On January 24, the Games Institute hosted uxWaterloo: Designing Interfaces that Compel and Motivate.
In the absence of performance or usability benefits, what compels people to interact with technology such as the red dot on our smartphone email app, the number of likes on our latest post, or the “just one more turn” button in our favourite video game? There are many lessons from psychology that we can learn about basic human needs, and what ultimately motivates interaction.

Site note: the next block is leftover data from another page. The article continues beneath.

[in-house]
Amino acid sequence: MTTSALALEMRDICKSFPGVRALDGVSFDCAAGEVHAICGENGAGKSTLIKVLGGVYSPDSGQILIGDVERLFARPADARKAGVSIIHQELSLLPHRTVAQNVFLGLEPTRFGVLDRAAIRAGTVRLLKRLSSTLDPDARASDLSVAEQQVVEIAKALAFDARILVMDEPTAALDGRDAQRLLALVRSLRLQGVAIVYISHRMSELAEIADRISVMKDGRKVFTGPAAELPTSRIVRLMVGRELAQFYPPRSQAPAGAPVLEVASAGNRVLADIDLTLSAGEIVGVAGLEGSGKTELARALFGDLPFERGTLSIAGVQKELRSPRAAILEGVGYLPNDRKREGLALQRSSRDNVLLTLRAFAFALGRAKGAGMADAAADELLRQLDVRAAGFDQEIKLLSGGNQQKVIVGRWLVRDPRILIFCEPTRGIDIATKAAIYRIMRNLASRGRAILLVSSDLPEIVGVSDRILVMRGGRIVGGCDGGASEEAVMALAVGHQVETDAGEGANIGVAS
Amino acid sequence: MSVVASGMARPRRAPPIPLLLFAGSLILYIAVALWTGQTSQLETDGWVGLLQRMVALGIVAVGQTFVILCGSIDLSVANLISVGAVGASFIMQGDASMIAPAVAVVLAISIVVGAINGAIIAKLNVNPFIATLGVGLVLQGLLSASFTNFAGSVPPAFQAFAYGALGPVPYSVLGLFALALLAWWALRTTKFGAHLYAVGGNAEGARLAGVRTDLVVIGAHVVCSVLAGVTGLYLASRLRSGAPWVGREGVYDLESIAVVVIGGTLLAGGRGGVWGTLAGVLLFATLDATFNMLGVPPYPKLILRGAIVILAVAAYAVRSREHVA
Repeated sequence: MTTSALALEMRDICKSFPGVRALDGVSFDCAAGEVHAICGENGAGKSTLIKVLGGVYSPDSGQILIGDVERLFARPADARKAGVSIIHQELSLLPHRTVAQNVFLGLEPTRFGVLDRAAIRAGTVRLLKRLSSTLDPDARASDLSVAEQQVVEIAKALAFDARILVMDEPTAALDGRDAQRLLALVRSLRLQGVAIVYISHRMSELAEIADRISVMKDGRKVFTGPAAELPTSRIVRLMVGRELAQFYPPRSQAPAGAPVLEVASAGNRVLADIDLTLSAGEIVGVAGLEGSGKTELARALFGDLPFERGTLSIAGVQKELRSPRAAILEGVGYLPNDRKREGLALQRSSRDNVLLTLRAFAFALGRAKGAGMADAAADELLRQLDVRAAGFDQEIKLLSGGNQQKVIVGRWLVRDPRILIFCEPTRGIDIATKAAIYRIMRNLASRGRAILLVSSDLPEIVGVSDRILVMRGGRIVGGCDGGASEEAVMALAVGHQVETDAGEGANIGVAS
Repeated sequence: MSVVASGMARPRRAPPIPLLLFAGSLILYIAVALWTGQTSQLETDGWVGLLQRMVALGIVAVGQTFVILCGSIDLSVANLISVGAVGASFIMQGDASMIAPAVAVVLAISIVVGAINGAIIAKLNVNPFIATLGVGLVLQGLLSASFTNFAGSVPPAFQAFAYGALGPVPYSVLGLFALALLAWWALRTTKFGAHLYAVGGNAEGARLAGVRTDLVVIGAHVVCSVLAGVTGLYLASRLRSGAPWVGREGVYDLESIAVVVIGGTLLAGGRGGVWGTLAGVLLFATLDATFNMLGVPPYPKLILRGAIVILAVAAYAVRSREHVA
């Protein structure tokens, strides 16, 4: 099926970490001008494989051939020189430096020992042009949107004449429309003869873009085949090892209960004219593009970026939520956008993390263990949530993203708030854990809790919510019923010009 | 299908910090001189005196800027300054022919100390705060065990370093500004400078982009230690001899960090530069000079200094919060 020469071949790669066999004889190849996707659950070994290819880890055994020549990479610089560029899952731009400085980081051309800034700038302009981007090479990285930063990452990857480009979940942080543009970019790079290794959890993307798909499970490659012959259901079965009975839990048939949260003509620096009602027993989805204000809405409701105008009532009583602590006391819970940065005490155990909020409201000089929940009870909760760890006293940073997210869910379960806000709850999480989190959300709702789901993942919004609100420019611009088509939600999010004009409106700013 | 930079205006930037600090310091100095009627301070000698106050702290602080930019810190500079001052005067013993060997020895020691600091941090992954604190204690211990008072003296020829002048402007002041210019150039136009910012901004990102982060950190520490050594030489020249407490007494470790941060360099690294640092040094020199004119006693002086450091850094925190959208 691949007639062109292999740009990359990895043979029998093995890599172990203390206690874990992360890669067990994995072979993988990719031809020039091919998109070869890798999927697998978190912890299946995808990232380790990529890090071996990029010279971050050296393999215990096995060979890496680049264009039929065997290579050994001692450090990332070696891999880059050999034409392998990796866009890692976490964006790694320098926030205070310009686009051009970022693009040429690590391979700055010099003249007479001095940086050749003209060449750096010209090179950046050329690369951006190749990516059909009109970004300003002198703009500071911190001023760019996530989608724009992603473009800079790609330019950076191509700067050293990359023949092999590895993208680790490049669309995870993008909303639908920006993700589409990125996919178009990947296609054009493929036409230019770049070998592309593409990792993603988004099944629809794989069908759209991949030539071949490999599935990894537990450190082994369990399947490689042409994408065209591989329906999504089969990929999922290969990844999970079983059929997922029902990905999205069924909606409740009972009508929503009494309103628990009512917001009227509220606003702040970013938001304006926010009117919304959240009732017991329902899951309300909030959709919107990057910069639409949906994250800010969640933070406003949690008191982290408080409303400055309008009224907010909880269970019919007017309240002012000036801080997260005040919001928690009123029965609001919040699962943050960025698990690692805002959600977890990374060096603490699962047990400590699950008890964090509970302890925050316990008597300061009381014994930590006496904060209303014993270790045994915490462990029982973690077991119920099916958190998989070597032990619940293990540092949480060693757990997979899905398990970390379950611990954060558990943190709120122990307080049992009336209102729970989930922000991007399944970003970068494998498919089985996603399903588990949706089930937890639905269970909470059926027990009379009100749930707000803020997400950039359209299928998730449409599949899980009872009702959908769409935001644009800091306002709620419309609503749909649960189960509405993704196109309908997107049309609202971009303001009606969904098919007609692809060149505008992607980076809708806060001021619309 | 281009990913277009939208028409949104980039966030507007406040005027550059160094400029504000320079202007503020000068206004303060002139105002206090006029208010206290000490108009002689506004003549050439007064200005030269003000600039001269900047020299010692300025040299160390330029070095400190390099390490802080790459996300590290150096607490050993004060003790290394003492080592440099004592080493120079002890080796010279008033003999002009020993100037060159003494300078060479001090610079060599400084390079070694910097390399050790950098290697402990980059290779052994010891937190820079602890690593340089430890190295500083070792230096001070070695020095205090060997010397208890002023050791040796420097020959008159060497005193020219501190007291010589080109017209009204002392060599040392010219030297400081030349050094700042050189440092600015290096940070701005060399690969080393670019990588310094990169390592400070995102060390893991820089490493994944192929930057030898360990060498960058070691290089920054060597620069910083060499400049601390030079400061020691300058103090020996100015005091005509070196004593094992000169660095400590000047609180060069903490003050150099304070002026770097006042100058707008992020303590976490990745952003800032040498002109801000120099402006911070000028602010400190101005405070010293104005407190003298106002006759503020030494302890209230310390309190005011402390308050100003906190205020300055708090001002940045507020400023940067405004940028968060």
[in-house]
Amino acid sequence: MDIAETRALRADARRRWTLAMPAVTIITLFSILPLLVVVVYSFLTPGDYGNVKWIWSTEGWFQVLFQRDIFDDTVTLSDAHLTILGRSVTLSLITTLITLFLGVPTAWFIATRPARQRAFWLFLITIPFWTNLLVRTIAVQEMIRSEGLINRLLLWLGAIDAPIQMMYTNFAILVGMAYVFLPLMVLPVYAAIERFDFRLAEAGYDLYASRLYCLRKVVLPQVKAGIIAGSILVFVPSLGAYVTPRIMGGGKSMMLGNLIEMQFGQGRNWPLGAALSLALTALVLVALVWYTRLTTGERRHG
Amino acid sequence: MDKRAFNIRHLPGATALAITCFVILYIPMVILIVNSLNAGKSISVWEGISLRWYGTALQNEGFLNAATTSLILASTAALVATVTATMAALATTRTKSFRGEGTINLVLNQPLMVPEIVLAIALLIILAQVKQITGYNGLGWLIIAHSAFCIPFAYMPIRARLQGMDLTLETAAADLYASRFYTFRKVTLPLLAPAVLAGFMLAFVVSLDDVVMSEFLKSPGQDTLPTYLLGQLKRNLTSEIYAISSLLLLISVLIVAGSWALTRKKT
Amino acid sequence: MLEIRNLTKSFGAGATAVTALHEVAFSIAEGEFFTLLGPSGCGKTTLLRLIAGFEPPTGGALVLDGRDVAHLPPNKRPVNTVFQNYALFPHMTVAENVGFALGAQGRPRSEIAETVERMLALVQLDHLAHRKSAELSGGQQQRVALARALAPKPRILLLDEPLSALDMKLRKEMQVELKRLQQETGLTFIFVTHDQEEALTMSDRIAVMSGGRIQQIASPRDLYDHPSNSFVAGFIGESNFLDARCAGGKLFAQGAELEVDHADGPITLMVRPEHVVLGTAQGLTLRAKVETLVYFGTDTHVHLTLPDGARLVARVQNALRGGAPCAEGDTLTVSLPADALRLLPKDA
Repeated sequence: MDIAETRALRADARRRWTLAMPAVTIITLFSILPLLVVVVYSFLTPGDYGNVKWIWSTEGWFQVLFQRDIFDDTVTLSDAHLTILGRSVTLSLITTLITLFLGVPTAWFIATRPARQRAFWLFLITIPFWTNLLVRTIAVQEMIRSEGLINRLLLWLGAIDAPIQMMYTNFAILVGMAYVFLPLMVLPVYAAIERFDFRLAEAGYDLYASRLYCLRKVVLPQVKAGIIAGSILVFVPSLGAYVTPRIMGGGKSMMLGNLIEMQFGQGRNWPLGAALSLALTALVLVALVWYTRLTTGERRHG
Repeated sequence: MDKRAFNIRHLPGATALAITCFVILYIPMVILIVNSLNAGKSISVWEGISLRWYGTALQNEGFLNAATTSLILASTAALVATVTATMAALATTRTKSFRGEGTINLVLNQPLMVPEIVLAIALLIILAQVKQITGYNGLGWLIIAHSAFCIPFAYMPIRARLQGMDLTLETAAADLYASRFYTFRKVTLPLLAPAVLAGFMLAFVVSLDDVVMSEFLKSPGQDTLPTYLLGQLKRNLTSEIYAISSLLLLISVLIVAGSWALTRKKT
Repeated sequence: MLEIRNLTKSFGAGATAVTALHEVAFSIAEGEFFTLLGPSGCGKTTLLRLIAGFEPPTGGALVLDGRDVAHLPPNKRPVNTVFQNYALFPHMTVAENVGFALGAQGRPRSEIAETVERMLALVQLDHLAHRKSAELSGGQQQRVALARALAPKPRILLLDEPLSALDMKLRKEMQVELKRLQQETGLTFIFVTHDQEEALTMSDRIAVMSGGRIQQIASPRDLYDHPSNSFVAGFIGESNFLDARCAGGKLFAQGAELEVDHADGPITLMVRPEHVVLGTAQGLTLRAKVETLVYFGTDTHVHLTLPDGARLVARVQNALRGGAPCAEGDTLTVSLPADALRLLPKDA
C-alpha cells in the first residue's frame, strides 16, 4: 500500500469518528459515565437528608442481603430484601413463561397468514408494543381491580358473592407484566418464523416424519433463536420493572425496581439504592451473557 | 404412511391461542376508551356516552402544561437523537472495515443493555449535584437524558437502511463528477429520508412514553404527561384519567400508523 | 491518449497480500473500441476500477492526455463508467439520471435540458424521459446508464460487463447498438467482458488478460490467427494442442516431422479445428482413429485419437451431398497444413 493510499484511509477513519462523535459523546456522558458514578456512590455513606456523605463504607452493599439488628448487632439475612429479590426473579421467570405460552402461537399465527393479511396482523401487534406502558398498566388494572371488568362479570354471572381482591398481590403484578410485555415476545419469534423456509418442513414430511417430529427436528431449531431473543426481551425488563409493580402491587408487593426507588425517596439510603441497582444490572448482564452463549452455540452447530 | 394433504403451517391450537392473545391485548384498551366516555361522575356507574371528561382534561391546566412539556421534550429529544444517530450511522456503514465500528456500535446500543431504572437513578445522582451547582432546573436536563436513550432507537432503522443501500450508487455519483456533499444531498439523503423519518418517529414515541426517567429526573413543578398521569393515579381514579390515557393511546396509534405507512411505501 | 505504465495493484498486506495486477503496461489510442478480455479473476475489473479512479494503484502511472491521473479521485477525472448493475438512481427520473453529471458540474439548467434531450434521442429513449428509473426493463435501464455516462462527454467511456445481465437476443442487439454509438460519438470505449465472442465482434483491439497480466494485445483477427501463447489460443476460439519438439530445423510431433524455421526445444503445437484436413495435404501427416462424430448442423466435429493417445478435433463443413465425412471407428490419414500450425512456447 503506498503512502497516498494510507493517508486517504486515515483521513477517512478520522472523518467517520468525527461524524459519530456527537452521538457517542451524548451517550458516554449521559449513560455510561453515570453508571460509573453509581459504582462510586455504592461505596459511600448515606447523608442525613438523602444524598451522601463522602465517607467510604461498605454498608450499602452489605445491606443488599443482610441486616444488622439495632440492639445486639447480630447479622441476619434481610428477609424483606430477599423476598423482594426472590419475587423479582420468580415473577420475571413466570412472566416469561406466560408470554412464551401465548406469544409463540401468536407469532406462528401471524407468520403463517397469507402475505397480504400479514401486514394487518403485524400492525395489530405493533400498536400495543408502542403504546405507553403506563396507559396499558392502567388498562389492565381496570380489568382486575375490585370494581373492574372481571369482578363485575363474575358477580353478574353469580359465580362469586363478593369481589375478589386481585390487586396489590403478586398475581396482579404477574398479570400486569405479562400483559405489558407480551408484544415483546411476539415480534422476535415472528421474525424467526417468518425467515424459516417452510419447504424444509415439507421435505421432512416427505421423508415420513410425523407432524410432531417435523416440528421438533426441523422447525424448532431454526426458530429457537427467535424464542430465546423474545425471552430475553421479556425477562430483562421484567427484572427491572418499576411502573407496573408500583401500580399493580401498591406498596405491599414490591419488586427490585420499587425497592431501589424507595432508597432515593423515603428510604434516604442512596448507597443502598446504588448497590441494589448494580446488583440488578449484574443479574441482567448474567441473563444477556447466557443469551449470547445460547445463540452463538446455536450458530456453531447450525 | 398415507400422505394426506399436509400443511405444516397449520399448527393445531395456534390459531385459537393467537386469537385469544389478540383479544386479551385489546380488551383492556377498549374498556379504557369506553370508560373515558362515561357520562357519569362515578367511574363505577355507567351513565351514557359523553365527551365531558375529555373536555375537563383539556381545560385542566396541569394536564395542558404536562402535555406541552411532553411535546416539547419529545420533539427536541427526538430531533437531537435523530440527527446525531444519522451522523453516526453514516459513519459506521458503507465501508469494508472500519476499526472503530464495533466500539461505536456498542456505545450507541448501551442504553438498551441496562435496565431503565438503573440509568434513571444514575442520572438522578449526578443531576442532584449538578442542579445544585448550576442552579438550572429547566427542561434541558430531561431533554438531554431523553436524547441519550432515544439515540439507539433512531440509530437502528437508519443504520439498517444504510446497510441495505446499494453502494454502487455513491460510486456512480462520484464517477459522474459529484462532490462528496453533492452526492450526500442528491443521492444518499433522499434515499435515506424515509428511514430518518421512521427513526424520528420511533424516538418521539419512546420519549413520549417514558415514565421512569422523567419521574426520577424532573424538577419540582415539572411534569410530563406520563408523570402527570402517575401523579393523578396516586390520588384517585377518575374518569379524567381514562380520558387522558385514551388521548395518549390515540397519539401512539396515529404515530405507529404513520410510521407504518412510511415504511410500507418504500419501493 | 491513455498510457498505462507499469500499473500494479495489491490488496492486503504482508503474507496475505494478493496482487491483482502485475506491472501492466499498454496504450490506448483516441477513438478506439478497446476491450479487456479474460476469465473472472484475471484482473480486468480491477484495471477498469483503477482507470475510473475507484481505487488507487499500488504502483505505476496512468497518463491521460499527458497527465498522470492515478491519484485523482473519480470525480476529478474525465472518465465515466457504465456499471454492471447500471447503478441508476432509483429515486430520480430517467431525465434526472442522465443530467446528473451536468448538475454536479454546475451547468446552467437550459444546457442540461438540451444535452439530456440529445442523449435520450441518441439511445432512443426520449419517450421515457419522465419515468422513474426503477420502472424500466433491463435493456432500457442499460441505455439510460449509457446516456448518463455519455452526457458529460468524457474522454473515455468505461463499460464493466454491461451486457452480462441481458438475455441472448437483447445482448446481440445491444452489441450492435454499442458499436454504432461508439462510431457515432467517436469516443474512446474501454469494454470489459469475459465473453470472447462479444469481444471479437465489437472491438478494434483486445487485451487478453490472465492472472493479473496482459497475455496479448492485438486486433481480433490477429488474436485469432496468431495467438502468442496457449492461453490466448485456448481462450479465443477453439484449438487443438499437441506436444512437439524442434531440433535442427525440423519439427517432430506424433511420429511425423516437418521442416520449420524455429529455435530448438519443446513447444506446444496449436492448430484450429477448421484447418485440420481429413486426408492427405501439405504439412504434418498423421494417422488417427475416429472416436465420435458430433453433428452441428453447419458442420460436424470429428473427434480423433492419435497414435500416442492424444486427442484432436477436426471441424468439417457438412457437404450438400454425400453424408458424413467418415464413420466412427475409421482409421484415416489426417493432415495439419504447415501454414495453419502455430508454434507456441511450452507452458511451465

SWaGUR co-Investigator Mark Hancock gave the keynote talk with an overview of the basic human needs of competence, autonomy, and relatedness. He discussed the idea that the success of novel technology is due largely to its ability to satisfy these basic human needs, and he related this concept to the lab’s research on virtual and augmented reality, 3D interaction on multi-touch tables, and applications in therapy, education, and gaming. There were also opportunities to try out some of the novel technology he talked about, including a way of enhancing virtual reality experiences with the haptic experience of physical objects.